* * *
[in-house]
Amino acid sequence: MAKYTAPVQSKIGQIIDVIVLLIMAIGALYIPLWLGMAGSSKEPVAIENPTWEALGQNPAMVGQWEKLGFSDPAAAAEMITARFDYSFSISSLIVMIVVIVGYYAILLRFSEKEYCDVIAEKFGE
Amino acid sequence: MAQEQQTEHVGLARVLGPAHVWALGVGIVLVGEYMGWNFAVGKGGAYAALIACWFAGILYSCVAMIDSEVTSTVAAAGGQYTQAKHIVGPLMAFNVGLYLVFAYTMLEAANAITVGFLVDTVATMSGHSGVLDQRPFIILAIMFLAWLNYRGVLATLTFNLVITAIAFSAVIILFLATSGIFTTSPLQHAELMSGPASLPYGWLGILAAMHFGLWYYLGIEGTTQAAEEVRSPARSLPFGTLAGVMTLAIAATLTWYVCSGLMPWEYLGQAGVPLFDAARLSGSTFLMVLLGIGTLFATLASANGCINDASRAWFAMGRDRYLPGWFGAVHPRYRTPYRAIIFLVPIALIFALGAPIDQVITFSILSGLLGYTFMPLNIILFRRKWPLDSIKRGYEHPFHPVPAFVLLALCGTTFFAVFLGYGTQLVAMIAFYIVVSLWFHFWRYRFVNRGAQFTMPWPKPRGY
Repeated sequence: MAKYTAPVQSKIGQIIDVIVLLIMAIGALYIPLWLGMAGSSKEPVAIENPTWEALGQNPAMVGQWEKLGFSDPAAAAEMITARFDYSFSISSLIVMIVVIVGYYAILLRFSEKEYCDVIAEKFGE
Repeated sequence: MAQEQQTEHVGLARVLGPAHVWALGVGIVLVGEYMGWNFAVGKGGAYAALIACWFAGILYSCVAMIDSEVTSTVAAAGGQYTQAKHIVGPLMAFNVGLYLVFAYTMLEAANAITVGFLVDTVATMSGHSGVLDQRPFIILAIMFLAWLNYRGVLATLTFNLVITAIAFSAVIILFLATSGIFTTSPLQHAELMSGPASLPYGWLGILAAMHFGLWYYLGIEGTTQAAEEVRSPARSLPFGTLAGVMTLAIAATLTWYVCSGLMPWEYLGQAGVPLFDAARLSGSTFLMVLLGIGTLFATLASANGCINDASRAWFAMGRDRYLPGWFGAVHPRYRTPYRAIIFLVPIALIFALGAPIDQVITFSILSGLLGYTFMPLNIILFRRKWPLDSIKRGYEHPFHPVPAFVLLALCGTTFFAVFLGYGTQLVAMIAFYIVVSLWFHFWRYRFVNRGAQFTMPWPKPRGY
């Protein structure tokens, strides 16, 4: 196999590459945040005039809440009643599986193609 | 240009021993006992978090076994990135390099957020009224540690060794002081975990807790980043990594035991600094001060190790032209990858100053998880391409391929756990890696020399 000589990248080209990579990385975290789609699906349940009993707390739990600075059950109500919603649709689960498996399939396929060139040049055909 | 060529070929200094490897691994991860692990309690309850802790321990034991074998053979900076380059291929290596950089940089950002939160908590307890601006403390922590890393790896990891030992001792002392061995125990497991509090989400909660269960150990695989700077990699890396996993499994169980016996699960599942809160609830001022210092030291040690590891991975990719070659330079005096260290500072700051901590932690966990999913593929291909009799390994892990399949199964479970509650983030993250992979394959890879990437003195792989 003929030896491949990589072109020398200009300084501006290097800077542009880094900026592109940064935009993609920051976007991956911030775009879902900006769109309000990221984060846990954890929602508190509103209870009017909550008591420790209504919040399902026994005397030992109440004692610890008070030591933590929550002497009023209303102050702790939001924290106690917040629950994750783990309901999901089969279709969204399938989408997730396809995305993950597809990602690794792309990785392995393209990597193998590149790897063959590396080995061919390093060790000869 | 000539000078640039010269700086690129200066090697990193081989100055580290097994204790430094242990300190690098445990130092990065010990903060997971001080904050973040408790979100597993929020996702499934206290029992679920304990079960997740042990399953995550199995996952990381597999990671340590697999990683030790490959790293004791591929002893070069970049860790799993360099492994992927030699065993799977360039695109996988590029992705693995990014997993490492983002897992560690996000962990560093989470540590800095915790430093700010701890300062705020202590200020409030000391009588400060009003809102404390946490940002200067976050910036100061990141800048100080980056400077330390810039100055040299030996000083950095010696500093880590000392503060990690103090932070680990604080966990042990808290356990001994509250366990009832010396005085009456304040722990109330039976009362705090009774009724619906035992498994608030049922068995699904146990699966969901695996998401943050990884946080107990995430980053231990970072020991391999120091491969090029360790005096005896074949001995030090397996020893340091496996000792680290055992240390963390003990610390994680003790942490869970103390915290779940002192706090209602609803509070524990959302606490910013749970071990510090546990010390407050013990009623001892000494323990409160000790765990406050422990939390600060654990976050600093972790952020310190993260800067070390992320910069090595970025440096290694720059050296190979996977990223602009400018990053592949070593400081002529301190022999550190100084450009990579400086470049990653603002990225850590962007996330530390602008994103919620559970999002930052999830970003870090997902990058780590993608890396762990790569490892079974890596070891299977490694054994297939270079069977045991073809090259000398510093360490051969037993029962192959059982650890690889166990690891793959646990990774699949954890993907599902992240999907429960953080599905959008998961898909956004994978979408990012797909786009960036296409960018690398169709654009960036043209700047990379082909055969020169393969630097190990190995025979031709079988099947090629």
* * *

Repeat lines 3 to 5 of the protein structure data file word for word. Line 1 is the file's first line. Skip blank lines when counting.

Amino acid sequence: MAQEQQTEHVGLARVLGPAHVWALGVGIVLVGEYMGWNFAVGKGGAYAALIACWFAGILYSCVAMIDSEVTSTVAAAGGQYTQAKHIVGPLMAFNVGLYLVFAYTMLEAANAITVGFLVDTVATMSGHSGVLDQRPFIILAIMFLAWLNYRGVLATLTFNLVITAIAFSAVIILFLATSGIFTTSPLQHAELMSGPASLPYGWLGILAAMHFGLWYYLGIEGTTQAAEEVRSPARSLPFGTLAGVMTLAIAATLTWYVCSGLMPWEYLGQAGVPLFDAARLSGSTFLMVLLGIGTLFATLASANGCINDASRAWFAMGRDRYLPGWFGAVHPRYRTPYRAIIFLVPIALIFALGAPIDQVITFSILSGLLGYTFMPLNIILFRRKWPLDSIKRGYEHPFHPVPAFVLLALCGTTFFAVFLGYGTQLVAMIAFYIVVSLWFHFWRYRFVNRGAQFTMPWPKPRGY
Repeated sequence: MAKYTAPVQSKIGQIIDVIVLLIMAIGALYIPLWLGMAGSSKEPVAIENPTWEALGQNPAMVGQWEKLGFSDPAAAAEMITARFDYSFSISSLIVMIVVIVGYYAILLRFSEKEYCDVIAEKFGE
Repeated sequence: MAQEQQTEHVGLARVLGPAHVWALGVGIVLVGEYMGWNFAVGKGGAYAALIACWFAGILYSCVAMIDSEVTSTVAAAGGQYTQAKHIVGPLMAFNVGLYLVFAYTMLEAANAITVGFLVDTVATMSGHSGVLDQRPFIILAIMFLAWLNYRGVLATLTFNLVITAIAFSAVIILFLATSGIFTTSPLQHAELMSGPASLPYGWLGILAAMHFGLWYYLGIEGTTQAAEEVRSPARSLPFGTLAGVMTLAIAATLTWYVCSGLMPWEYLGQAGVPLFDAARLSGSTFLMVLLGIGTLFATLASANGCINDASRAWFAMGRDRYLPGWFGAVHPRYRTPYRAIIFLVPIALIFALGAPIDQVITFSILSGLLGYTFMPLNIILFRRKWPLDSIKRGYEHPFHPVPAFVLLALCGTTFFAVFLGYGTQLVAMIAFYIVVSLWFHFWRYRFVNRGAQFTMPWPKPRGY